Vast, toxic algae bloom off West Coast is exceptionally dense near Santa Barbara County
A vast, toxic algae bloom off the West Coast has scientists baffled as they work to figure out why one toxin in particular is dominating the waters.
A team from the National Oceanic and Atmospheric Administration (NOAA) sent a research vessel up the coast this summer and discovered the bloom stretches from Santa Barbara to Canada. It's exceptionally dense near the Channel Islands and continues in high concentrations up the San Luis Obispo County coastline.
Warmer than normal waters could be to blame, but researchers say there's likely something more at play.
Research oceanographer Vera Trainer who helped track the bloom said while this is a natural, annual cycle, this year's bloom is way out of proportion.
"As far as this one goes, I would say that it's the most geographically expansive and toxic that we've ever seen, certainly on the West Coat and I believe also the world," said Trainer.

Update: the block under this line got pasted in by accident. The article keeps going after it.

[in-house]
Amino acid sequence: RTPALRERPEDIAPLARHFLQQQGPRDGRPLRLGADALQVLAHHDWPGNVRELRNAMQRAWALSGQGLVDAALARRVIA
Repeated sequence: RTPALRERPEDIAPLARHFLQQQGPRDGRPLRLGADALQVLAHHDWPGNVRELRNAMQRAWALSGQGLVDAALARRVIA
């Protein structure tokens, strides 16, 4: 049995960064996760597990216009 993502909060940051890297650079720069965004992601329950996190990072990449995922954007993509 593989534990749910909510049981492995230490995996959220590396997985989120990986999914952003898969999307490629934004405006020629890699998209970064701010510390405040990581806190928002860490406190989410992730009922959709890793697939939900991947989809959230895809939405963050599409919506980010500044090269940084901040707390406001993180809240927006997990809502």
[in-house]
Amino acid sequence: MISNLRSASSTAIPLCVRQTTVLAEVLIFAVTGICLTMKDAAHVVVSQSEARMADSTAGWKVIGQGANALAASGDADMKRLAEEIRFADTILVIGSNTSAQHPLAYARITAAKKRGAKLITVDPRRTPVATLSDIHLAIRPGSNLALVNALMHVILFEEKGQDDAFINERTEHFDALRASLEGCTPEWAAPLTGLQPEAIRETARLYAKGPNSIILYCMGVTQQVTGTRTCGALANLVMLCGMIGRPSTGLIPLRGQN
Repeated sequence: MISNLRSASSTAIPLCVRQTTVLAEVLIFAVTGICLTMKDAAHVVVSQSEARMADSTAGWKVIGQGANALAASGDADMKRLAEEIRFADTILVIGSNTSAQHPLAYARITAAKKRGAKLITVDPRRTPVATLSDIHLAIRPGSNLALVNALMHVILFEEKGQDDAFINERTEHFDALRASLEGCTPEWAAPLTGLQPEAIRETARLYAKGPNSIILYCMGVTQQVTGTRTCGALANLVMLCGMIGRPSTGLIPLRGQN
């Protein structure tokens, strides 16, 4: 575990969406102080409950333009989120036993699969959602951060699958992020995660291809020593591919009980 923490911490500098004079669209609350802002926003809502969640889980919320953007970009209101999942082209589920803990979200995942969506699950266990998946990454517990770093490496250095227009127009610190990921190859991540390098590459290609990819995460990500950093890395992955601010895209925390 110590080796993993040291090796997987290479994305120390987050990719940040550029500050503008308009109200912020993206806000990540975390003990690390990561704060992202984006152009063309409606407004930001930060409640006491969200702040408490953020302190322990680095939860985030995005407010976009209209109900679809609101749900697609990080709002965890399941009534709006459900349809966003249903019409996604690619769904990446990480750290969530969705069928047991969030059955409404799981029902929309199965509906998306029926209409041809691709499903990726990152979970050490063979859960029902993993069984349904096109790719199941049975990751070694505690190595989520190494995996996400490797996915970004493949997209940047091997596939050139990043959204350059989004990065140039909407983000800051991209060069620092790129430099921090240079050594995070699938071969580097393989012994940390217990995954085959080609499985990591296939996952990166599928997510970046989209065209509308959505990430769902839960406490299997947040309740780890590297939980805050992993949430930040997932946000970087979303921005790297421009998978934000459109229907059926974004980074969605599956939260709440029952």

The bloom is being dominated by a relatively new marine algal toxin first identified in 1987, according to Trainer. She said researchers have told her that it's behaving like a "super cell."
Plankton feeding fish and shellfish can end up with concentrated levels of the toxin. Those animals then become food sources for seabirds, sea lions and sea otters.
The toxin itself is a nerve poison and it can cause permanent short-term memory loss in humans.
The State of California monitors toxin levels closely and has restrictions in place for commercial and recreationally caught seafood.
"NOAA Fisheries and others are also developing advanced robotic systems and The next link/button will exit from NWFSC web site models to better detect and forecast harmful algal blooms," according to the Northwest Fisheries Science Center.